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  • Isabelle Ulbrich


It's a quiet Sunday morning in July 2019. The sun is shining through the window, and while the coffee machine hums quietly in the background, I shuffle into the dining room, still a little sleepy, grab a bowl of muesli and settle down at the breakfast table. My father, who is already in far too good a mood and always up early, is reading the latest issue of a vocational training magazine while his coffee steams next to a sandwich with salami.

My gaze falls on a headline on page 1 of the newspaper: "(BI) Business Intelligence – Shaping the future". Normally, my mind automatically sorts out most of the boring topics in my parents' educational magazines, but in this case I become curious. Business intelligence – what's that all about? "If there's a term for the fact that someone is doing business intelligently, is there also a term 'business brainlessness'?" I ask the three-day beard behind page 3, somewhat provocatively.

"Good morning first of all. I hope you've had a good rest over the last eleven hours," my father hums across the breakfast table while searching the front page for the cause of the idealistic business student's unqualified comment. "Oh, you mean the article on business intelligence. Yes, my boy, that will also keep you very busy. The principle is quite simple – you could almost say trivial." I stir my muesli in disbelief. "None of the things you deal with every day at vocational school have ever struck me as "trivial"!" I had the honour of attending several Sunday lectures given by my father, an admittedly very good teacher at the local Peter Hebel vocational school, as an overwhelmed audience.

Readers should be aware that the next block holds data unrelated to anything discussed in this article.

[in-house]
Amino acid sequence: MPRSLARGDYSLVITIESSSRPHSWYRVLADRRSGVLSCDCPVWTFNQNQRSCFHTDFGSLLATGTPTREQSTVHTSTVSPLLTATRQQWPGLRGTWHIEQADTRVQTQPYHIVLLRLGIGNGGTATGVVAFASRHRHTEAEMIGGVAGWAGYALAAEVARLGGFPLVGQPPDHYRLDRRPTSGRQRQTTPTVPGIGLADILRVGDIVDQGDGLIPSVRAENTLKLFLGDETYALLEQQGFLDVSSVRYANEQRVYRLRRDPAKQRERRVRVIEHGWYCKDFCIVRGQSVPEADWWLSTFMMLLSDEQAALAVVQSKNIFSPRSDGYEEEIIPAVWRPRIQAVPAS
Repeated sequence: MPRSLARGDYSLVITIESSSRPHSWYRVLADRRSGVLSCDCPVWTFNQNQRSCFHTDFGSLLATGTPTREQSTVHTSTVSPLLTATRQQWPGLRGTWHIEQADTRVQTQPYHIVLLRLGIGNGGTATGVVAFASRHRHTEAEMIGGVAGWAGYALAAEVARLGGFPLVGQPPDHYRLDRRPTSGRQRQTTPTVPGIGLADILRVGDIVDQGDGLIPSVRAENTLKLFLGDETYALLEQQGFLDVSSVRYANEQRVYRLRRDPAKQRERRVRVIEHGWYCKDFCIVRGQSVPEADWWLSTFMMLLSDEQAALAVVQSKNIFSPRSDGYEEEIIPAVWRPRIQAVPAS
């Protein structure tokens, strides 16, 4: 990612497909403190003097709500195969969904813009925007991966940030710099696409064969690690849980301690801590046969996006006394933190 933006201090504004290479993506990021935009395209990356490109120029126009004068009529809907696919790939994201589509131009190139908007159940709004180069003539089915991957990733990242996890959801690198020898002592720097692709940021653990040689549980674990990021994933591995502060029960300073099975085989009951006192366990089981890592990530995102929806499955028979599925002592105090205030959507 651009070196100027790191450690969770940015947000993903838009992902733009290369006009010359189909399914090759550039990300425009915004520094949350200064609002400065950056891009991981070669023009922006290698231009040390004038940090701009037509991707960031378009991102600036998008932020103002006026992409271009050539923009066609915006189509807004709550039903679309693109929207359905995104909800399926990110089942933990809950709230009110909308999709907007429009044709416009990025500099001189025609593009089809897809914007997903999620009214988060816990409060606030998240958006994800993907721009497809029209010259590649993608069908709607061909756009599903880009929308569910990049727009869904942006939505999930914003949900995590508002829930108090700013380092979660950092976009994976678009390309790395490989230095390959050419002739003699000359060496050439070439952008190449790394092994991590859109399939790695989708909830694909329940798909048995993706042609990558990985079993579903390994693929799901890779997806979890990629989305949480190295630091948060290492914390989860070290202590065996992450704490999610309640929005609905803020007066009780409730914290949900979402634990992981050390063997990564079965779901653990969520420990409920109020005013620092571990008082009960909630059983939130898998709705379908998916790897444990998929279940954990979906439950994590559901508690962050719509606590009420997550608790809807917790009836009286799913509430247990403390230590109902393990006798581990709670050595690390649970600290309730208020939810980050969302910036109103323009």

And I was almost always left with a big question mark. "Business intelligence encompasses the technologies and strategies that companies use to analyse data and gain insights from these analyses that contribute to decision-making. In other words: Prepare data, see and recognise, act. It's not really crazy, is it?"


Once again, it was obvious that someone would come up with an insane title for a fairly straightforward principle. My father agrees for once at this point and explains that in today's data-driven world, business intelligence is just as crucial for the competitiveness of companies as professional training and further education in companies. "Through business intelligence, companies can identify patterns and trends in their data, which helps them to act with foresight, minimise risks and drive innovation. Without such insights, many decisions would be based on guesswork."


As I finish off the last of my muesli, our conversation switches from the business world to corporate training. This is usually unavoidable with my father. He's a master at turning any topic into training and development in companies. It's in his nature – otherwise he probably wouldn't have become a vocational school teacher who deals with precisely this subject on a daily basis. "Similar to universities, companies can use business intelligence to make decisions regarding their product or sales strategy and at the same time optimise the learning process in employee training. Drawing conclusions for the future from past data is always a good idea," my father begins.